Judiciary Committee to vote to authorize subpoenas to Harlan Crow, Leonard Leo

Washington — The Senate Judiciary Committee plans to vote to issue subpoenas to two wealthy Republican donors and an influential conservative legal activist after their involvement in luxury trips provided to two Supreme Court justices was revealed this summer, marking a significant escalation into Democrats’ investigation into the ethics practices at the high court.

The committee could vote as soon as Nov. 9 to authorize the subpoenas for donors Harlan Crow and Robin Arkley II, as well as Leonard Leo, who played an instrumental role in the confirmations of several of the current Supreme Court justices. Judiciary Committee Chairman Dick Durbin and Sen. Sheldon Whitehouse announced Monday that the panel would vote to issue the subpoenas.

The 11 Democratic members of the Judiciary panel could authorize the subpoenas without Republican support. GOP members of the committee have accused Democrats of targeting the conservative justices following a series of decisions on abortion, affirmative action, guns and religious rights.

Judiciary Committee Democrats have been seeking information from Crow, Arkley and Leo since the summer after a series of reports from the investigative news outlet ProPublica revealed ties between Justices Clarence Thomas and Samuel Alito with the Republican donors. 

Senate Judiciary Committee member Sen. Sheldon Whitehouse displays a copy of a painting featuring Supreme Court Associate Justice Clarence Thomas alongside other conservative leaders during a hearing on Supreme Court ethics reform in the Hart Senate Offic
Senate Judiciary Committee member Sen. Sheldon Whitehouse displays a copy of a painting featuring Supreme Court Associate Justice Clarence Thomas alongside other conservative leaders. 

Chip Somodevilla/Getty Images

According to ProPublica, Thomas accepted lavish trips on Crow’s private plane and yacht, and vacationed at his resort in the Adirondacks over the course of their 25-year friendship, and did not report the gifts on his financial disclosure forms. His latest disclosure form, filed in August, did include details about a 2014 real estate transaction with Crow for three Georgia properties he purchased from Thomas and his family.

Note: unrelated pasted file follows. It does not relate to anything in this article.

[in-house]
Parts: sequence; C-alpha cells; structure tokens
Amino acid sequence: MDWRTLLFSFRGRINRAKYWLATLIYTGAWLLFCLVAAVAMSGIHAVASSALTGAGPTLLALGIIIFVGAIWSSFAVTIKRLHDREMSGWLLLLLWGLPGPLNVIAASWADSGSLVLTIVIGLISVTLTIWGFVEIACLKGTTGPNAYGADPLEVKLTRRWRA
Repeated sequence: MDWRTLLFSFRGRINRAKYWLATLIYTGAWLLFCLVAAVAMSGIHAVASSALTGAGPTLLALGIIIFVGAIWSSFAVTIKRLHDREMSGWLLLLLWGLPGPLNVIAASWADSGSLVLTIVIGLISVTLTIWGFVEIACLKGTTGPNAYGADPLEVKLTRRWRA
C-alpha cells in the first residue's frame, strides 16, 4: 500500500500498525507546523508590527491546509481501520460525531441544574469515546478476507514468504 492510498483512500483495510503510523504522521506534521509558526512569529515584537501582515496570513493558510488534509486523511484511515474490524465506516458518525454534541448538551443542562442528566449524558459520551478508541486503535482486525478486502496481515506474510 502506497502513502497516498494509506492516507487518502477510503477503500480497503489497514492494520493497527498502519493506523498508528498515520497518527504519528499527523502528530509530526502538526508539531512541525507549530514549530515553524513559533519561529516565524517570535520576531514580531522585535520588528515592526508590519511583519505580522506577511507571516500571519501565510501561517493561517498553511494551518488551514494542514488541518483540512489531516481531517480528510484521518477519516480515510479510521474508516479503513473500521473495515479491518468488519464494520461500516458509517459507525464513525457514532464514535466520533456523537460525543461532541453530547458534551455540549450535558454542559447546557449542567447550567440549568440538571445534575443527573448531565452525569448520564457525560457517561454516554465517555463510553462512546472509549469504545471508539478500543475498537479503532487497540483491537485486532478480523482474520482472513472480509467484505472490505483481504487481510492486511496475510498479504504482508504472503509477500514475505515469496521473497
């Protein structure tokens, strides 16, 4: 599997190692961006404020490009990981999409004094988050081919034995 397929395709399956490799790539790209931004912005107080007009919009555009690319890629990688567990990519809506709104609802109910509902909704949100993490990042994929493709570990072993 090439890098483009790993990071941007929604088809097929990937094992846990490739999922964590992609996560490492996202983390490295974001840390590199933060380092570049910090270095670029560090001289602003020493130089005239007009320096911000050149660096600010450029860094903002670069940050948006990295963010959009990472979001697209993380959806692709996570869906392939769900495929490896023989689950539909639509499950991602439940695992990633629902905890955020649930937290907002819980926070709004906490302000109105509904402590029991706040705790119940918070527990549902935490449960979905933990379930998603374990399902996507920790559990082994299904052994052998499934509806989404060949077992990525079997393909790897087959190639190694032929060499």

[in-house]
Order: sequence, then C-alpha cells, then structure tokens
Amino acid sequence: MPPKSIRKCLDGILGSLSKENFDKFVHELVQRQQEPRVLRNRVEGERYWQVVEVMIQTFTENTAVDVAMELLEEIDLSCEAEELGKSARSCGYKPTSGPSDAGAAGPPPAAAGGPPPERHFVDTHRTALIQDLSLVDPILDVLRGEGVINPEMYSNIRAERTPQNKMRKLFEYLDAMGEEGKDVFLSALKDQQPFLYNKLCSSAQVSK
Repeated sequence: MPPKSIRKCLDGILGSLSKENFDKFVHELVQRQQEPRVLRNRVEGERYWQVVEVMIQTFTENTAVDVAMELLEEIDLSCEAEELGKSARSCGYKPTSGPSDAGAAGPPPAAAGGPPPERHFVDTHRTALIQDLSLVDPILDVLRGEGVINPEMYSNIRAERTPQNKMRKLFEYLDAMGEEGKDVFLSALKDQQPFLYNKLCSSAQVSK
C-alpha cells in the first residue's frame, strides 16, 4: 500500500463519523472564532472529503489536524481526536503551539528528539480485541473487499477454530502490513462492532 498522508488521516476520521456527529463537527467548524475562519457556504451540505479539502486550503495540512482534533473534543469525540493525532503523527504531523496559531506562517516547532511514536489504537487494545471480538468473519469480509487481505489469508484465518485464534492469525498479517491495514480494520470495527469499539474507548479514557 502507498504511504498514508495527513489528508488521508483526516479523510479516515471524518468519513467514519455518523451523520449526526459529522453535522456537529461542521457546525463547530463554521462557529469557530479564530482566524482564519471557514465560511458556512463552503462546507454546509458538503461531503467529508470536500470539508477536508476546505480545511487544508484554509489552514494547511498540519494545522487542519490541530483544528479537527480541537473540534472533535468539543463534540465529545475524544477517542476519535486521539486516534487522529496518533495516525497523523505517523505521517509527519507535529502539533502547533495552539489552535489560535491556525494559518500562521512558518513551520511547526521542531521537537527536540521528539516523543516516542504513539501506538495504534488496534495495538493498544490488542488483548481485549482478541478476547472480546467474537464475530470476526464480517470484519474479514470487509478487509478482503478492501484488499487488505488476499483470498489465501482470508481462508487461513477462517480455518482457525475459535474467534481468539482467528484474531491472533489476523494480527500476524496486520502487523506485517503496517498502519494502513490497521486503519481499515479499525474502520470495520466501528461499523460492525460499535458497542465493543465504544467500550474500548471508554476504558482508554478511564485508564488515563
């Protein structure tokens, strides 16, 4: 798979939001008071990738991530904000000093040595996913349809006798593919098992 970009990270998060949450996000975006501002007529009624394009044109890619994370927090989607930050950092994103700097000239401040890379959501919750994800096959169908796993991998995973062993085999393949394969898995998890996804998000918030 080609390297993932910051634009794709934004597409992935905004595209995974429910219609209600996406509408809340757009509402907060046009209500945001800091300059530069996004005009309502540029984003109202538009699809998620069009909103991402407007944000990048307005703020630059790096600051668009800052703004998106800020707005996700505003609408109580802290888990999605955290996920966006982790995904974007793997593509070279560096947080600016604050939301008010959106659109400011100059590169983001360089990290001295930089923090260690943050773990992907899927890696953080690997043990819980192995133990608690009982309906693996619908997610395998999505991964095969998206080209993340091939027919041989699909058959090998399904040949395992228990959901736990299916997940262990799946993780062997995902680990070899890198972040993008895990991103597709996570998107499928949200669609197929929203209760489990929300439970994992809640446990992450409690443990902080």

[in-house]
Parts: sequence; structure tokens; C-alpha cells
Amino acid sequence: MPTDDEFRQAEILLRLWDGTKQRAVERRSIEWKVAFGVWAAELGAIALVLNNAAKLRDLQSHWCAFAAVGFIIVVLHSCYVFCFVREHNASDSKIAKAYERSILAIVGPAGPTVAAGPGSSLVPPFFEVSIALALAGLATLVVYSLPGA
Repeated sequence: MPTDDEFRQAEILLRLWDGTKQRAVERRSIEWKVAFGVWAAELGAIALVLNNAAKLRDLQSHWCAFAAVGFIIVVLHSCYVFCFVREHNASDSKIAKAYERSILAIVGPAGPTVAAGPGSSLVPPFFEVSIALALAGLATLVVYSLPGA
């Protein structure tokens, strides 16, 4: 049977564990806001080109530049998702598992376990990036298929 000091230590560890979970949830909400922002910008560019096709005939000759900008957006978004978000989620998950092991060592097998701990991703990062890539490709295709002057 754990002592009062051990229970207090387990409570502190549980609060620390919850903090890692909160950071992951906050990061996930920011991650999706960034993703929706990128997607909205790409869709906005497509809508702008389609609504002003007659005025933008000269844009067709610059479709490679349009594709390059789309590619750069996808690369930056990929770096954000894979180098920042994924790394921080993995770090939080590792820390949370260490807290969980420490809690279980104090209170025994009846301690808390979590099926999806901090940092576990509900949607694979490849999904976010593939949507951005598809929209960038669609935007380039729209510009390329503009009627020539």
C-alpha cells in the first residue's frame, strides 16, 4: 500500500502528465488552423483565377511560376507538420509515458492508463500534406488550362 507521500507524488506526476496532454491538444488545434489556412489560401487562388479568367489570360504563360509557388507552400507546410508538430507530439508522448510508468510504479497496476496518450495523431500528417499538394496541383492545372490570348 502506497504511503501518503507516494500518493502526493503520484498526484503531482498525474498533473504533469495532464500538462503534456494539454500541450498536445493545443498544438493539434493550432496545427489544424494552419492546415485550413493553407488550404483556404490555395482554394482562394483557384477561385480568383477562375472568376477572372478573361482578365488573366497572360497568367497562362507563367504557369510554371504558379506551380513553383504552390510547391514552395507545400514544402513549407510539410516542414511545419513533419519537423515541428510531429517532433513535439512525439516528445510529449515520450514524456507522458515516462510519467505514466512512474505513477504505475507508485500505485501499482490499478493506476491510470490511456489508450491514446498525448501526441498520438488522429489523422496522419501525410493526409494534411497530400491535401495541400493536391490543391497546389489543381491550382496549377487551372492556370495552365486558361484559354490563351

ProPublica also reported that Arkley, the owner of a mortgage company, provided lodging to Alito during a luxury fishing trip to Alaska in 2008. Alito, who did not disclose the lodging he received or trip aboard a private jet for the outing, refuted the notion that it should have been reported, citing exceptions for personal hospitality. 

Still, Durbin and White House said it is “imperative that we understand the full extent of how people with interests before the Court are able to use undisclosed gifts to gain private access to the justices.”

By accepting these lavish, undisclosed gifts, the justices have enabled their wealthy benefactors and other individuals with business before the court to gain access to the justices while preventing public scrutiny of this conduct,” the Democratic senators said in a joint statement announcing the vote on subpoenas.

Arkley and Leo have declined the committee’s requests for information, and a lawyer for Leo told the panel in a letter dated Oct. 19 that it is acting without a valid legislative purpose and engaging in political retaliation. Durbin, of Illinois, and Whitehouse, of Rhode Island, said Crow offered to provide the Judiciary committee with limited responses to some of its requests, which the Democratic senators said is “wholly inadequate.”

Leo said in response to the committee’s plan to vote on subpoenas that he “not bow to the vile and disgusting liberal McCarthyism that seeks to destroy the Supreme Court simply because it follows the Constitution rather than their political agenda.”

The revelations about Thomas’ relationship with Crow and Alito’s trip to Alaska has led to increased pressure on the Supreme Court to adopt a binding code of ethics, which it currently does not have. The Judiciary Committee advanced legislation in July that would require the Supreme Court to adopt an ethics code, though it is unlikely to win approval by the full Senate and even be considered by the GOP-led House.

At least three of the justices, Elena Kagan, Brett Kavanaugh and Amy Coney Barrett, have publicly suggested that they favor adoption of a formal set of ethics principles or indicated the court is considering doing so.

Chief Justice John Roberts also said in May that there is more the high court can do to “adhere to the highest standards” of ethical conduct and that the justices “are continuing to look at the things we can do to give practical effect to that commitment.”

The committee’s plan to authorize subpoenas as part of its investigation into ethics issues at the Supreme Court is likely to increase pressure on Roberts to impose ethics policies at the court.

“The Chief Justice could fix this problem today and adopt a binding code of conduct,” Durbin and Whitehouse said. “As long as he refuses to act, the Judiciary Committee will.” 

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